Detroit's Winter Blast is coming back. The event that was the heart of
the Super Bowl XL celebrations for so many ticket-less metro
Detroiters is returning for its third installment, and organizers say
it's a chance to celebrate winter, and the city.
fact, Jonathan Witz, president of Jonathan Witz & Associates and
the mastermind behind the event, says that even if all you do is
walk from your car to a restaurant or theater, you can say you were part of the
don't have to necessarily skate or do the slide. If you do Detroit, you
do the winter blast," Witz says. "There are just so many great messages
about the value of the city in this event. Our message is, 'If you go
to Atlas Global Bistro
and the Gem Theatre
for the new musical Respect
, you've done the winter blast.' "
From Feb. 9-11, the
street party includes music stages, marshmallow roasting, dog sled
teams, ice sculptures, free ice skating at Campus Martius, a taste of
Detroit dining area, shopping — and don't forget the pièce de
résistance, the big, 200-foot snow slide.
"It's all about
embracing Detroit's true qualities. And one of those things is that we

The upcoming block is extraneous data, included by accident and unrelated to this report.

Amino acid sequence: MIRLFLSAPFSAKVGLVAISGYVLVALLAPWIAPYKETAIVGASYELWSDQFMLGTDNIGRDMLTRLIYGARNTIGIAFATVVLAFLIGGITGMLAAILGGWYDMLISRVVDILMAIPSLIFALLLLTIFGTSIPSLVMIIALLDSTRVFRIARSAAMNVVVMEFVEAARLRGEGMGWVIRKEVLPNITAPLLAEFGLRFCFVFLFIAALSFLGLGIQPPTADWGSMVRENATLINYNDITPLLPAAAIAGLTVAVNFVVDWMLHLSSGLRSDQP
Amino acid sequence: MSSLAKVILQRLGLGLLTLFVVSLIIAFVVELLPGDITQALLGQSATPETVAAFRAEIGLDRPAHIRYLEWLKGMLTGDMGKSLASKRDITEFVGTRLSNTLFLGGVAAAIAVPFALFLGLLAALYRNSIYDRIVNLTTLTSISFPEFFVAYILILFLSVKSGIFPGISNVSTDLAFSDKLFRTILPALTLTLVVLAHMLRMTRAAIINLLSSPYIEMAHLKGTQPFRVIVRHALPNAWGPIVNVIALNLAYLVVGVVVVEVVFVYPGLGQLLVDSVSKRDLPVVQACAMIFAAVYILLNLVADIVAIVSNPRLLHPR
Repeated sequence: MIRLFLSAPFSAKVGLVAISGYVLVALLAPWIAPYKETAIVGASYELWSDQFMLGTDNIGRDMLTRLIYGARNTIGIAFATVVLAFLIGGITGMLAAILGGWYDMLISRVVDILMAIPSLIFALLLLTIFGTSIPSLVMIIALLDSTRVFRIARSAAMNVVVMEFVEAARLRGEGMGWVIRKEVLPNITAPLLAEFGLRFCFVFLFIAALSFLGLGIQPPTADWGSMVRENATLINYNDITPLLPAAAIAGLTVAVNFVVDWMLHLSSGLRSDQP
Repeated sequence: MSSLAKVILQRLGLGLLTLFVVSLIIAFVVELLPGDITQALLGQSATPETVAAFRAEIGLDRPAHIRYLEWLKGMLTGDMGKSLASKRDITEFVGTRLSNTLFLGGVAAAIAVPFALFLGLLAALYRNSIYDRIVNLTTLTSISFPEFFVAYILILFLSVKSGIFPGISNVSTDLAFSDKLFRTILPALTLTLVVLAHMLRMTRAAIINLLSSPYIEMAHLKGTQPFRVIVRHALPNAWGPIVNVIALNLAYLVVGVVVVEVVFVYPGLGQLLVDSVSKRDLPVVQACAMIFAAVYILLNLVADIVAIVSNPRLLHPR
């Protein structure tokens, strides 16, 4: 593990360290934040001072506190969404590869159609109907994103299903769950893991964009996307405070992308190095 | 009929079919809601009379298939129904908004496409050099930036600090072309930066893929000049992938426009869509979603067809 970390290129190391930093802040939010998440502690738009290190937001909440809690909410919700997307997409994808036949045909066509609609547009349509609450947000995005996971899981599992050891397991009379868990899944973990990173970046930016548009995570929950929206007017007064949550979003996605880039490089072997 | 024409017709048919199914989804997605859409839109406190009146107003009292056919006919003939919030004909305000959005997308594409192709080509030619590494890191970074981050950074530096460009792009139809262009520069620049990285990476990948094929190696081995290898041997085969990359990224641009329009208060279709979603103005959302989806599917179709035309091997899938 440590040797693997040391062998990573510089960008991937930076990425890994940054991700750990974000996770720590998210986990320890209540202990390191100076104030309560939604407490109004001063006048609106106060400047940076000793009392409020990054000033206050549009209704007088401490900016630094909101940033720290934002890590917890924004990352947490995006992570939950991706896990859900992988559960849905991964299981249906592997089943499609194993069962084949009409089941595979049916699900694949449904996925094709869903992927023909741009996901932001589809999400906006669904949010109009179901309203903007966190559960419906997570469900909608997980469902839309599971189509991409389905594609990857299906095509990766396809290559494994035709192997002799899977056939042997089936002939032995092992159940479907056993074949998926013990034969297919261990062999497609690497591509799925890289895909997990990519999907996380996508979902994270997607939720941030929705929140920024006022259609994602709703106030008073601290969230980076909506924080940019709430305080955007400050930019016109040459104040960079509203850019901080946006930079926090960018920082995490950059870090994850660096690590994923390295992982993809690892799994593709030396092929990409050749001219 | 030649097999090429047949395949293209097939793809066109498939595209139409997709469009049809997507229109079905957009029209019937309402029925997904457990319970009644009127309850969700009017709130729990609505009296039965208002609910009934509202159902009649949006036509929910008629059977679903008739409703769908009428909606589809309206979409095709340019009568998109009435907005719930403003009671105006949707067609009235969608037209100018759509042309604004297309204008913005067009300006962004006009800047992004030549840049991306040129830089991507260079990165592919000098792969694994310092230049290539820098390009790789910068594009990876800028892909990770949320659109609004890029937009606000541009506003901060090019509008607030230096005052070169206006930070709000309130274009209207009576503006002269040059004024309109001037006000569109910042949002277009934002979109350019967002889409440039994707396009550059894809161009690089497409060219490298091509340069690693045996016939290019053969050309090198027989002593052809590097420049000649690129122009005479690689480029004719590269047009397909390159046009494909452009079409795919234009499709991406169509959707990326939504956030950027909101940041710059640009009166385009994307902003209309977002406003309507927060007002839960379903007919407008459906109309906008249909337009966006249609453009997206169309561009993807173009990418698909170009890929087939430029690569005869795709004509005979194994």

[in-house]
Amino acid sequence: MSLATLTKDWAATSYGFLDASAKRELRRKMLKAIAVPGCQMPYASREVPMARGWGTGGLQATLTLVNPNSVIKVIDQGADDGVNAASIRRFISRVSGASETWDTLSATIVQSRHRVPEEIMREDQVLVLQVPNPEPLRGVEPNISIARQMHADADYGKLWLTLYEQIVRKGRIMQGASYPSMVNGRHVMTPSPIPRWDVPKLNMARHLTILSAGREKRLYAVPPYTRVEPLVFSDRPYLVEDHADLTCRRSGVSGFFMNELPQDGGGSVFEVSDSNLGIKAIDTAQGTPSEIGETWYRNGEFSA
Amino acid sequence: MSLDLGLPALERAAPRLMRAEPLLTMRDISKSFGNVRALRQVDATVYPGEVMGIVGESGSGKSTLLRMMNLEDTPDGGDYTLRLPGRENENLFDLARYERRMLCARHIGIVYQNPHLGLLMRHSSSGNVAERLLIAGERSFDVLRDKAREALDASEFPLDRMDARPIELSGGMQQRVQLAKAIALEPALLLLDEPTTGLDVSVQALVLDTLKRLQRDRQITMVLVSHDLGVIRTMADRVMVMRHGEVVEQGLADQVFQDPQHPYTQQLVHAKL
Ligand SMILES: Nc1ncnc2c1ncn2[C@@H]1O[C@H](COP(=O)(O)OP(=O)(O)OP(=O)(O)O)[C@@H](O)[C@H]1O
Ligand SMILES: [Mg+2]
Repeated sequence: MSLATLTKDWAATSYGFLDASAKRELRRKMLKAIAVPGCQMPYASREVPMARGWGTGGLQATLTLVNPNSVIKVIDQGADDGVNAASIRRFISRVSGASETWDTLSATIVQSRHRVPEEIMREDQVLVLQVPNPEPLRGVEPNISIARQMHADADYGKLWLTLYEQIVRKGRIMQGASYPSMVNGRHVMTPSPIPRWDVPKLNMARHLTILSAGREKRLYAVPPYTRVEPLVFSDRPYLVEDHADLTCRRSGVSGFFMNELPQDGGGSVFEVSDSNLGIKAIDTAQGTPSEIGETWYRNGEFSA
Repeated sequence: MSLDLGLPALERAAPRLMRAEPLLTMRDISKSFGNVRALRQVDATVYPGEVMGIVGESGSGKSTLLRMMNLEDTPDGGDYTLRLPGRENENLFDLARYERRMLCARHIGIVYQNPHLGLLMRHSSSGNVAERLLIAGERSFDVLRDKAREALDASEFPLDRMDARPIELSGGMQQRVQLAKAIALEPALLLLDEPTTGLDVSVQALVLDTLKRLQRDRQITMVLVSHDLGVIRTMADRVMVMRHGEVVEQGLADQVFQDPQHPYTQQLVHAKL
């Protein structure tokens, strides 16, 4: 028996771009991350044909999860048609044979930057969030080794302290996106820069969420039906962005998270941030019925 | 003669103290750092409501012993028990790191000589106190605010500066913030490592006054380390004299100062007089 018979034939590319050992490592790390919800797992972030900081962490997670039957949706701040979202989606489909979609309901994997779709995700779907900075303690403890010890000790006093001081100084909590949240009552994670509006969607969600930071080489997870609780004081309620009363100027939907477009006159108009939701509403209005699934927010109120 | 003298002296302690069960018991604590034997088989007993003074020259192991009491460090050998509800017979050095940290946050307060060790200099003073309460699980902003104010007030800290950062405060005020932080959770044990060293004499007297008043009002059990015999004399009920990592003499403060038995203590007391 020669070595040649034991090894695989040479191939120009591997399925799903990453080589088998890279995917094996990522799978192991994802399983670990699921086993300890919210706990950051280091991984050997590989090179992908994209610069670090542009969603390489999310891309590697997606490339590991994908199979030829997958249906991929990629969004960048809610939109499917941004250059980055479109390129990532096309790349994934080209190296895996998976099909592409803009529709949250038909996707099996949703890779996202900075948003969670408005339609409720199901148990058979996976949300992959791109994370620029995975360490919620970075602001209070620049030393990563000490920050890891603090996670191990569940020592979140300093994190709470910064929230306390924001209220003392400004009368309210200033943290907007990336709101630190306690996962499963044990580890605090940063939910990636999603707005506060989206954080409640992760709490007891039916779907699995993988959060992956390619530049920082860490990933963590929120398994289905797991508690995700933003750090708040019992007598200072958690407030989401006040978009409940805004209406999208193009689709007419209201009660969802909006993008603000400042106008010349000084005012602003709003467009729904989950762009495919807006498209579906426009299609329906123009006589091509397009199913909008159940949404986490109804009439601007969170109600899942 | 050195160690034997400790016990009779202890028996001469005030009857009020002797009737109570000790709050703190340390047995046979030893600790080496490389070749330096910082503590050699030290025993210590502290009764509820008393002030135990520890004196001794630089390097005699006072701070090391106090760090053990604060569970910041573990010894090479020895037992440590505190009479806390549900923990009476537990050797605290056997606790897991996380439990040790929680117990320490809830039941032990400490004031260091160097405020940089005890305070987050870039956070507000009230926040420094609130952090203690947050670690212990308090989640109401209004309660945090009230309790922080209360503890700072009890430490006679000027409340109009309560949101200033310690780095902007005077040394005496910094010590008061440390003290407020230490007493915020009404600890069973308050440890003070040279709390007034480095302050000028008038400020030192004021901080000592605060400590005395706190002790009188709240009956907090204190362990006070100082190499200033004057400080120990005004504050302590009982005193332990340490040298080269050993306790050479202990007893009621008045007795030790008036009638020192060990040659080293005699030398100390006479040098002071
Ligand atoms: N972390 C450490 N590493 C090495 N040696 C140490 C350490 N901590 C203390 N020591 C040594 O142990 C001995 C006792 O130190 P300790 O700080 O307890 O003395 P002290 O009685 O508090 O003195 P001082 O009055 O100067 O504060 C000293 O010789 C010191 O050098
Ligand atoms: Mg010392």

have cold winters," says Jim Townsend, executive director of the Tourism Economic
Development Council, a public-private partnership that works to boost
tourism spending in metro Detroit.
The Winter Blast can also be something of a hair of the dog for Detroiters suffering a hangover effect between big
national events here. Bringing back the Blast is a way to remind
everyone that what we accomplished during the Super Bowl — a sparkling
downtown and a big party that drew participants from all over the
region — wasn't a flash in the pan, Townsend says.
Winter Blast, he says, "is both symbolic as well as a real substantive
strategy to not let us go into these lulls where there's nothing going
"It's great to stage these big international events,"
Townsend continues, "but they leave a hangover that's deepened by the
fact that we're still building up Detroit's attraction. It's not where
we want it to be yet, so we have to try harder — and we have to keep
creating events to drive people downtown."
The event attracted more than 200,000 people for its debut in 2005 and
1.2 million Detroiters and visitors during Super Bowl XL weekend in
This year's Winter Blast will span 11 city blocks. Along with food
from 25 restaurants, live music from 60 bands, and special
family-oriented activities, there will also be a Pure Michigan exhibit,
located in the Compuware Building atrium, featuring activities and
talent from across the state.
Witz says that in
'08, there's talk of expanding the event even further, making it a
weeklong extravaganza and something that could attract people to
Detroit from all over the region.
For a complete list of events and more details, go to: www.motownwinterblast.com
Campus Martius skating photographs copyright Dave Krieger